Do you know that emotional attachment and self-esteem can determine and positively impact the development of personality in young children?
As moms, we get to experience the wonderful feeling of emotional attachment during the first years of our child’s life. The loving and trusting relationship between mother and child, along with the verbal and nonverbal messages that we exchange throughout daily interactions, are part of the development of emotional intelligence in young children.
Emotional attachment and self-esteem generate positive impacts and determine personality development in young children and the way they manage their relationships. The positive relationships that we have with our children during the first years of their lives help us to create healthy neurological connections called synapses. These connections last a lifetime and are fundamental for emotional stability.
Children that grow in a happy environment can reach high academic achievement and manage their conflicts and emotions assertively. On the contrary, feelings of frustration and anger, along with a lack of communication and low self-esteem, can produce toxic stress that weakens the structure of a child’s brain.
In a child’s mental map, the word “NO” is meaningless. So every time you focus on what you don’t want your child to do, you are actually reinforcing it. Perhaps you have noticed how your child responds to negative commands like “don’t run,” “don’t hit,” and “don’t bite,” for example–your child will run, hit and bite instead.
I’d like to share 10 effective phrases to use when interacting with your young child to help you develop their emotional attachment and self-esteem. I guarantee that if you use them consistently, positive behaviors will emerge in the blink of an eye as you develop a pattern of conscious discipline.
- When your child shows you affection, you could say, “Thank you for the hug, I can feel your love. I love you too.”
- When reading a story to your child, you could say, “Thank you for listening attentively. I can see your eyes are focusing on me and your ears are listening. I am glad you like the story.”
- When your child is learning to walk, call him/her by their name, open your arms toward them and tell them to walk towards you so he can trust you. You could say something like, “Wow, look what you did! You did it! You took your first steps. I am proud of you.”
- When changing your child’s diaper, you could say, “Thank you for staying still while I change your diaper, Mommy really appreciates your help. Safety is a priority.”
- When working on a particular task, you could say, “Great job! You are working hard on that puzzle. I can see you are looking for the pieces carefully and that you are using both hands. You’re almost done!”
- When sharing a meal, “I am very proud of you. You ate all your lunch. You ate your chicken, your vegetables, the strawberries and drank your milk. Food is important for energy and nurturing our brains.”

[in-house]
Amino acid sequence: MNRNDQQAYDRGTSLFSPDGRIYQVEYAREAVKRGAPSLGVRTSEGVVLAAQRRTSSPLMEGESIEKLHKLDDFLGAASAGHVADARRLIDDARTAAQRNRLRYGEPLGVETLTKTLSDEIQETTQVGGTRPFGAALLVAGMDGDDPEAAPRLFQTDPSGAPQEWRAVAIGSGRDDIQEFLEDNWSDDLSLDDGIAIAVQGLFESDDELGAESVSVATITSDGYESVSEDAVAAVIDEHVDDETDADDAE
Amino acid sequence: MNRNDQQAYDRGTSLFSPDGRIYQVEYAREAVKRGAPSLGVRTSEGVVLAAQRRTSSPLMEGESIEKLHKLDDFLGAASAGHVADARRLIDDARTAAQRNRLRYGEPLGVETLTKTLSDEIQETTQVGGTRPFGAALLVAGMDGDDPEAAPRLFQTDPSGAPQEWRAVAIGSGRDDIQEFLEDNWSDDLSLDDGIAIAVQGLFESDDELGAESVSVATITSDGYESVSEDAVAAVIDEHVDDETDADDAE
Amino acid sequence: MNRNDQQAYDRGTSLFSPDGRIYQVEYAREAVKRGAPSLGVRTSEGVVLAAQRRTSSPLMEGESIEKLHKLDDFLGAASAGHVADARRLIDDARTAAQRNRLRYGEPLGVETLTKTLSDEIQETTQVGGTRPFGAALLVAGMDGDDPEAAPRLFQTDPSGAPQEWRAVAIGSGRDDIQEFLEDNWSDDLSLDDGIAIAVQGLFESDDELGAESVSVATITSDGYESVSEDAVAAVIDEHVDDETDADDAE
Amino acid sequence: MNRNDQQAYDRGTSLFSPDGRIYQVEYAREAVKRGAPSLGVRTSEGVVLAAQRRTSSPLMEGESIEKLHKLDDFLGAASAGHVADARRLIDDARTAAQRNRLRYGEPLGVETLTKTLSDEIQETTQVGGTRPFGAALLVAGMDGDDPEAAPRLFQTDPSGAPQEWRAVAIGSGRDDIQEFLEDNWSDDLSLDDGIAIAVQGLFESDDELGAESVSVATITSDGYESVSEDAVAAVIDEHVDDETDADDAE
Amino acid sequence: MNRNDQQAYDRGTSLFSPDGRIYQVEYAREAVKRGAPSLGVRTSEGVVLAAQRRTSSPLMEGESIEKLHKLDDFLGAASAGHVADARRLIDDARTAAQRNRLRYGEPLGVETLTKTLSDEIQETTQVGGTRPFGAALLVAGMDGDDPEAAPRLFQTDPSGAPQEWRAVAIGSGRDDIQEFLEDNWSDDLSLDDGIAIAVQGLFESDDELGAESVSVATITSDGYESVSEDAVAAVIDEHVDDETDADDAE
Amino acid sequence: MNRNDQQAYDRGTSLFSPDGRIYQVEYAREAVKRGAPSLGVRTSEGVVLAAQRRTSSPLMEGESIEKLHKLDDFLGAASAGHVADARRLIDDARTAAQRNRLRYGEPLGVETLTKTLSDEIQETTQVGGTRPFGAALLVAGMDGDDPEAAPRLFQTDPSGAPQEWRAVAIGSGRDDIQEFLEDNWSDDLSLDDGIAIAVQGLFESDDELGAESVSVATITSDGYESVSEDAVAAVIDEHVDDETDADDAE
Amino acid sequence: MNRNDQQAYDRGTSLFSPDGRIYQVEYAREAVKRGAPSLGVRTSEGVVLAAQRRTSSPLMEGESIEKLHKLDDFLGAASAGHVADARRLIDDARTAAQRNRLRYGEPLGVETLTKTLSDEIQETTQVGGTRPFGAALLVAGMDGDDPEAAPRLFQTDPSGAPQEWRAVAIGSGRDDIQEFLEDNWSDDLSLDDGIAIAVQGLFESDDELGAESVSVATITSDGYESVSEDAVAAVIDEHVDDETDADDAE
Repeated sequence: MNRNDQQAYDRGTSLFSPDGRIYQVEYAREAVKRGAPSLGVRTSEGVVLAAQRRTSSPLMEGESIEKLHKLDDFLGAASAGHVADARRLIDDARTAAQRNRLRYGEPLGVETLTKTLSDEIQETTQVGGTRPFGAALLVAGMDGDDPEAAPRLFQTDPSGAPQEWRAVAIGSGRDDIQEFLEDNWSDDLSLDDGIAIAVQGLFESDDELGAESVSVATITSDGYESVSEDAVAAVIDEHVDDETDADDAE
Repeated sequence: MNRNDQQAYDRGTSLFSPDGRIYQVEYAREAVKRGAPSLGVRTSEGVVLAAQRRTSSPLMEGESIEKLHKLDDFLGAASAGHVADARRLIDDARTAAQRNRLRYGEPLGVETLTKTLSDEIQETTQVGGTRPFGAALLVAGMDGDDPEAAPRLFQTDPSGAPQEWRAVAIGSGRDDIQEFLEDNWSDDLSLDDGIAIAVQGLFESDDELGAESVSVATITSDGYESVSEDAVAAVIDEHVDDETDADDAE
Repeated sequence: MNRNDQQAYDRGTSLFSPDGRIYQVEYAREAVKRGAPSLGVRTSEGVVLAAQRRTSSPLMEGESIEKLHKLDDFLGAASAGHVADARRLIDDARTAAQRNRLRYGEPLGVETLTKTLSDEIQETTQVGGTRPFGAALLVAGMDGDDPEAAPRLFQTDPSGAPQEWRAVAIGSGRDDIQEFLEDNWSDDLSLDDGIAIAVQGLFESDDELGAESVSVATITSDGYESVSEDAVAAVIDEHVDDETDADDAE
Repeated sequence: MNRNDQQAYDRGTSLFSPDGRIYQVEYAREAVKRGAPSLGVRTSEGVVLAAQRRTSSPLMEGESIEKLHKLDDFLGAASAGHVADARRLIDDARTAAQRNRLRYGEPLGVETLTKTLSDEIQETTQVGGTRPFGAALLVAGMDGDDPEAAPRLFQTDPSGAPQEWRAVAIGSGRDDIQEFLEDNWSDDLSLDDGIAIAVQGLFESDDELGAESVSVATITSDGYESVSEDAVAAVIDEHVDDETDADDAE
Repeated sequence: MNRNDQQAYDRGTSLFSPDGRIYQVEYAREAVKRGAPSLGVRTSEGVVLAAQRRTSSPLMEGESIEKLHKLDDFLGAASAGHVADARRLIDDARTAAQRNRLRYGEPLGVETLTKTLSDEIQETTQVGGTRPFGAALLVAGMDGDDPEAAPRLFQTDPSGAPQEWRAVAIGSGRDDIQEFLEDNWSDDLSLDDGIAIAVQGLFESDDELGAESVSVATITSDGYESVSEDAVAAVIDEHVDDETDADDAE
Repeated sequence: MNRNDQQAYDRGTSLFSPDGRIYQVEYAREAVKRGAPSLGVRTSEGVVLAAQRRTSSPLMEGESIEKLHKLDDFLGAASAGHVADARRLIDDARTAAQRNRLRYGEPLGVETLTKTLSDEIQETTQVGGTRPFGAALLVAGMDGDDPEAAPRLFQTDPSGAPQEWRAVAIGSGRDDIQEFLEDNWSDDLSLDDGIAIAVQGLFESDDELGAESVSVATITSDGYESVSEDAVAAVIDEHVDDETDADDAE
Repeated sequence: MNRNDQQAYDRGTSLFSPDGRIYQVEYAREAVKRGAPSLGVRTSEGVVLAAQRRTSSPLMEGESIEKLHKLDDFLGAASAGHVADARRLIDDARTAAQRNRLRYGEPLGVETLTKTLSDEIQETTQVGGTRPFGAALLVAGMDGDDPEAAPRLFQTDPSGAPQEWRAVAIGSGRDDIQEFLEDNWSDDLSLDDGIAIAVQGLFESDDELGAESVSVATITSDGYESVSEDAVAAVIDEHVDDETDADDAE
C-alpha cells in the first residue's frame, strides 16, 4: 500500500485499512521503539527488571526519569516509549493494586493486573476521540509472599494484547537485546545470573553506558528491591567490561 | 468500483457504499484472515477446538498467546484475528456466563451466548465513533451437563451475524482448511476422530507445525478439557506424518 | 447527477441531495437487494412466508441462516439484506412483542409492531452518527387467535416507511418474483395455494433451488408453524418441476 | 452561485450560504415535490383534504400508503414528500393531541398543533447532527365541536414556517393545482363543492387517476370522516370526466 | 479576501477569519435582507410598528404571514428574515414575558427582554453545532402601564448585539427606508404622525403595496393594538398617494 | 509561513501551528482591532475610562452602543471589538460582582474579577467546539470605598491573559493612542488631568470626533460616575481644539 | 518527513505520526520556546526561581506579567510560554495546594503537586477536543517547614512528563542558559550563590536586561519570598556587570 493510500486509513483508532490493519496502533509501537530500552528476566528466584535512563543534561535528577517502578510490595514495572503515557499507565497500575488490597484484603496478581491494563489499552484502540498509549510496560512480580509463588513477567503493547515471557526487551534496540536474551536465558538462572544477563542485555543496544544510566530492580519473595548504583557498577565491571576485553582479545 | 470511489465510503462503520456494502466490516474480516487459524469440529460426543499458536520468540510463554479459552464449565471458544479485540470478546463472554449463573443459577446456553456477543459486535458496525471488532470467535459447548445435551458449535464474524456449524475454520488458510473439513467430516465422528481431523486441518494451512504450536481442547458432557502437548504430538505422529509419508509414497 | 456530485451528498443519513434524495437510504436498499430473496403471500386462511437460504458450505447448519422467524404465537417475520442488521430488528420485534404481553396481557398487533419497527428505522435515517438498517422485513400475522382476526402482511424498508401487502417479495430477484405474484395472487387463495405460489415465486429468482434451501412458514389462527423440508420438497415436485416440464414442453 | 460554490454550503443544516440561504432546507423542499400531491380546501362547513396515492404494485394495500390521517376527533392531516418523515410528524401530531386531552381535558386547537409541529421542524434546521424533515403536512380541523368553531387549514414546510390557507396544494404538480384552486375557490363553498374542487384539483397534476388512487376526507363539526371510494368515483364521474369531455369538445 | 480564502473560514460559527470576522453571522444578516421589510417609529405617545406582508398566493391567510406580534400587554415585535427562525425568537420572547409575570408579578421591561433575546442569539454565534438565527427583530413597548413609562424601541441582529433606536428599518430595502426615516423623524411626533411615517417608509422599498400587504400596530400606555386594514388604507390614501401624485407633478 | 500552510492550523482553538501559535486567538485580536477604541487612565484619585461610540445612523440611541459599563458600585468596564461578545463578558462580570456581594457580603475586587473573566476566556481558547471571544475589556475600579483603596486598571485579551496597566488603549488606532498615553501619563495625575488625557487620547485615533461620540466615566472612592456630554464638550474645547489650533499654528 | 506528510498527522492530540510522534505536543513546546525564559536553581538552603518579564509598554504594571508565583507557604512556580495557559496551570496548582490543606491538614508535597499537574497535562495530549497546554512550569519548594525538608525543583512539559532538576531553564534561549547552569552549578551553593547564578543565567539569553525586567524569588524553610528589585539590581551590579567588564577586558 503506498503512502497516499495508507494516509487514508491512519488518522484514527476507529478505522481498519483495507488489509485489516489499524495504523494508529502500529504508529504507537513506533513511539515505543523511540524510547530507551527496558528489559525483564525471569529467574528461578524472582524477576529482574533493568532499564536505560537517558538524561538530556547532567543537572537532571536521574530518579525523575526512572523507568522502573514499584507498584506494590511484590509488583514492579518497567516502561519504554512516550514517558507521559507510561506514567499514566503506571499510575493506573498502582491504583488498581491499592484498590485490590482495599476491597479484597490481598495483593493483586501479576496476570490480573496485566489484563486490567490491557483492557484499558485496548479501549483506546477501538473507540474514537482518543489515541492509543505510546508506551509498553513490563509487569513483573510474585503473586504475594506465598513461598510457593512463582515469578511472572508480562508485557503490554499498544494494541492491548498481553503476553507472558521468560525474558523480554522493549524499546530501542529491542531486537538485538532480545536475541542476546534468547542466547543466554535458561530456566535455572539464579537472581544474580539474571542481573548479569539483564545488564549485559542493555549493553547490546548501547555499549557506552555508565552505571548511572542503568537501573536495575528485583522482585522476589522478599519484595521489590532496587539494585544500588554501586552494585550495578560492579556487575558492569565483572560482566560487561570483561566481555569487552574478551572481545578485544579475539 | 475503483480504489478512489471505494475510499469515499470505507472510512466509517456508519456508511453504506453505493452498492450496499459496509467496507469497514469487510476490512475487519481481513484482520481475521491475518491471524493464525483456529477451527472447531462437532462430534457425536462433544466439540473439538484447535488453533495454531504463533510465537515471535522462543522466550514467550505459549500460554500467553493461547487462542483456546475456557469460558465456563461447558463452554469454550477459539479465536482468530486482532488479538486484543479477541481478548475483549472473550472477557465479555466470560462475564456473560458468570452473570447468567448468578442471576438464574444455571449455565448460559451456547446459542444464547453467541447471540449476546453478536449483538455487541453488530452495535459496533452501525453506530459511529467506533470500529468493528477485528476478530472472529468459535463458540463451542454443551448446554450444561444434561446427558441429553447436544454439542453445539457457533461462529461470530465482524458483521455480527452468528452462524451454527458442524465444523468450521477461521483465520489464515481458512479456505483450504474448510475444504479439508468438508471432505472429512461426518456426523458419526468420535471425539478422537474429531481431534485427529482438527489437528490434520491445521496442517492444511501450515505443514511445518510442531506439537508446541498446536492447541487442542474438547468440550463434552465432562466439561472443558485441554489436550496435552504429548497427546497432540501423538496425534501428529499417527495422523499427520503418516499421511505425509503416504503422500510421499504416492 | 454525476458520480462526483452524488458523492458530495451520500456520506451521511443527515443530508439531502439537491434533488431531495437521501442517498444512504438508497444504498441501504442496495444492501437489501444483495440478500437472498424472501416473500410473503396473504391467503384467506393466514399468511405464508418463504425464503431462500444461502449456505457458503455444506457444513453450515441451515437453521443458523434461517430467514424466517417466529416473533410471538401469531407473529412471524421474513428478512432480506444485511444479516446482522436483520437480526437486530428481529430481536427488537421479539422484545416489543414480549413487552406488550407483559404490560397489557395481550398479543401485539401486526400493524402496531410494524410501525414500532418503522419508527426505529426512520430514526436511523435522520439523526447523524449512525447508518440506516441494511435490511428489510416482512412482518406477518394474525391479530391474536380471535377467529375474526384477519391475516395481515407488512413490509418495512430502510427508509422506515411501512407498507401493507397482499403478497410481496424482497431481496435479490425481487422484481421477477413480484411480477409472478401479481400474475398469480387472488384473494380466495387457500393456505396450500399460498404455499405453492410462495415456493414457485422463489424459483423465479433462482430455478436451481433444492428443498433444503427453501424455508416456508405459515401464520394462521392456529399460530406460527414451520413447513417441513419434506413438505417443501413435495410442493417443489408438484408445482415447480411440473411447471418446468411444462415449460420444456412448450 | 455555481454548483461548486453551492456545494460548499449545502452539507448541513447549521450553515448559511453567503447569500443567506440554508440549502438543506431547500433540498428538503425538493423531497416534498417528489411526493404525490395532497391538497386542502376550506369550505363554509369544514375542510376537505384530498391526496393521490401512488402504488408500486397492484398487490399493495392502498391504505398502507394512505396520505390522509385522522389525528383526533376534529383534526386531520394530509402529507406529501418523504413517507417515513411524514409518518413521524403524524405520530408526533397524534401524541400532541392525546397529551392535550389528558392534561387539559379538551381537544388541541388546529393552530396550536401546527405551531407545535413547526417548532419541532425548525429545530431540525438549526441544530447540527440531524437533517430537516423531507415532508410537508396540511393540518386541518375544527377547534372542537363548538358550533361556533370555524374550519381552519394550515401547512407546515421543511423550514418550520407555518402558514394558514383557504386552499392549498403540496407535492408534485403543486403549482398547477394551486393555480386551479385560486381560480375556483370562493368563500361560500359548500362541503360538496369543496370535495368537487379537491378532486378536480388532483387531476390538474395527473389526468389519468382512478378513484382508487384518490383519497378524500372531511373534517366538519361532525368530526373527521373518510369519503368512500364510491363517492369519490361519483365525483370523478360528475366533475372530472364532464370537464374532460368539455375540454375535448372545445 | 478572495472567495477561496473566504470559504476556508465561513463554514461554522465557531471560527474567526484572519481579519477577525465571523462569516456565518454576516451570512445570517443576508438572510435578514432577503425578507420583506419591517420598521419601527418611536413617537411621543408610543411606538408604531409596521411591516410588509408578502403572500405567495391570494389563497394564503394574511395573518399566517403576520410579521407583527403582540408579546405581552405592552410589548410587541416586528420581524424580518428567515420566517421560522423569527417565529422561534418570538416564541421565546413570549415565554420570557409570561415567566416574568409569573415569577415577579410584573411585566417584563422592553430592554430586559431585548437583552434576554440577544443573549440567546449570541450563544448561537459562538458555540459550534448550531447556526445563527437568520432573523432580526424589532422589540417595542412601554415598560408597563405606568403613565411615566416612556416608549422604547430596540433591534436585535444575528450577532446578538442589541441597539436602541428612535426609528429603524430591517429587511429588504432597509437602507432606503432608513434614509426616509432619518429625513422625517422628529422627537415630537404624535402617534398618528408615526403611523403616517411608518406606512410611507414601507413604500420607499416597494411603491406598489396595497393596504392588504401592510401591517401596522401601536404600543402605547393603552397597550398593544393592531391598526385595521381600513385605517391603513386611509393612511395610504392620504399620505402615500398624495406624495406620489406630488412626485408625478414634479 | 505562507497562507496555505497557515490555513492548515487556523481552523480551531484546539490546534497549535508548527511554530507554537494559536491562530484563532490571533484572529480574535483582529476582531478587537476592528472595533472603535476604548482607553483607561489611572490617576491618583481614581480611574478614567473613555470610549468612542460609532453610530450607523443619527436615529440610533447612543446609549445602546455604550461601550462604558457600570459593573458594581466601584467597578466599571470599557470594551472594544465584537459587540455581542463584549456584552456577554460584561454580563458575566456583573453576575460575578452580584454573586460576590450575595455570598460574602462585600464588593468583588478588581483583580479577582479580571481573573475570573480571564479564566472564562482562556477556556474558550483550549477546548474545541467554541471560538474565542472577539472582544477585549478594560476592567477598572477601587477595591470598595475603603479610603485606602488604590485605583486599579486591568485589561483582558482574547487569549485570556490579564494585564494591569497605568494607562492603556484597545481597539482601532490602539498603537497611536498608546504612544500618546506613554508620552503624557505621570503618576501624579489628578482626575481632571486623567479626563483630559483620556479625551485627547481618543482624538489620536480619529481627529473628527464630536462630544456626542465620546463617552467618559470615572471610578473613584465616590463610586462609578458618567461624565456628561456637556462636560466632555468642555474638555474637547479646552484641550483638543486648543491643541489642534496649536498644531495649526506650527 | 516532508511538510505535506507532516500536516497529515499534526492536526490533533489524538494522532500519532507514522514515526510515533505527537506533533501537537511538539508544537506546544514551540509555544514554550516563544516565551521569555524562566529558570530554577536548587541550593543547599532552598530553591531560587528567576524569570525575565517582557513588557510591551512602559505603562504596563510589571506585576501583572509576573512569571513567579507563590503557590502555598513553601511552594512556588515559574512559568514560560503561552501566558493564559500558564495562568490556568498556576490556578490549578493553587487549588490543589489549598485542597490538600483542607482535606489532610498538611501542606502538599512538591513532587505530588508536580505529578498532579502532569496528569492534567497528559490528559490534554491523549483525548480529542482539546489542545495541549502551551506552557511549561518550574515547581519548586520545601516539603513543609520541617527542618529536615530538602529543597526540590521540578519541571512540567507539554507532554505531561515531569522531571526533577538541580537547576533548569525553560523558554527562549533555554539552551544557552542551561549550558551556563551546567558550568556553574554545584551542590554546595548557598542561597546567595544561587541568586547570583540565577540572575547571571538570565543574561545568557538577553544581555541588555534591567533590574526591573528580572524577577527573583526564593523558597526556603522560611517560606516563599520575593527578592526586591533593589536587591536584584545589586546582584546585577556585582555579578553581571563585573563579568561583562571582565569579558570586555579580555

- When working on routines, “Thank you for helping me wash your hands with soap and water. It is important to wash our hands to stay healthy.”
- When running errands by car, “Thank you for buckling your seatbelt. To me, your safety is a priority. Let’s talk or sing on our way to the supermarket.”
- When sharing a happy moment, “Thank you for showing me that beautiful smile. You have beautiful teeth. Your smile brightens my day. We are going to have a wonderful day.”
- While cleaning, “Thank you for picking up your toys when I asked you. I am proud of you. We are a team!”
Emotional intelligence grows when we reinforce positive behaviors. As you practice these phrases and expressions, you will notice a definite change in your child’s behavior. You’ll be amazed.
Responding to negative behaviors
We can certainly get frustrated when our children misbehave. However, it is important to stay calm and to respond to those behaviors with a positive approach. It takes practice, but you can learn to control your own emotions so that you can redirect your child.
Finally, regardless of any family styles or cultural differences, it is important to understand that emotional attachment and self-esteem help children achieve an emotional balance when dealing with everyday life circumstances.
Nowadays, when having values is no longer a priority, emotional intelligence is essential.
I’ll leave you with this principle: It is more effective to raise children with a healthy emotional support system than to repair emotionally unbalanced adults.
What kinds of expressions or phrases you use to discipline and redirect your child at home? Share your experiences and tips in the comments and let us know! And you might help another mom, too.
With love and gratitude,